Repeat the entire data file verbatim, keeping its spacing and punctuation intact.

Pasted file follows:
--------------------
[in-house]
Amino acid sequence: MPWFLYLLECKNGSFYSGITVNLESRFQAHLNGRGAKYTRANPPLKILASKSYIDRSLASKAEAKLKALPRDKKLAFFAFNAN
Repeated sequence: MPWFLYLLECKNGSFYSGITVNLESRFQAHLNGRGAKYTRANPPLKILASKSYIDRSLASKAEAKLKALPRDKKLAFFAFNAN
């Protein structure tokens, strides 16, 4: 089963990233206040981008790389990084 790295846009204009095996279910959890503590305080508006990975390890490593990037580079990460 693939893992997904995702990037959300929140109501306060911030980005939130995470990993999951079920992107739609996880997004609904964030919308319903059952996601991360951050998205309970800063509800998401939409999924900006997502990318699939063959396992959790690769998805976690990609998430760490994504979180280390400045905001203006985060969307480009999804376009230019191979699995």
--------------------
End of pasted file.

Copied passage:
[in-house]
Amino acid sequence: MPWFLYLLECKNGSFYSGITVNLESRFQAHLNGRGAKYTRANPPLKILASKSYIDRSLASKAEAKLKALPRDKKLAFFAFNAN
Repeated sequence: MPWFLYLLECKNGSFYSGITVNLESRFQAHLNGRGAKYTRANPPLKILASKSYIDRSLASKAEAKLKALPRDKKLAFFAFNAN
């Protein structure tokens, strides 16, 4: 089963990233206040981008790389990084 790295846009204009095996279910959890503590305080508006990975390890490593990037580079990460 693939893992997904995702990037959300929140109501306060911030980005939130995470990993999951079920992107739609996880997004609904964030919308319903059952996601991360951050998205309970800063509800998401939409999924900006997502990318699939063959396992959790690769998805976690990609998430760490994504979180280390400045905001203006985060969307480009999804376009230019191979699995």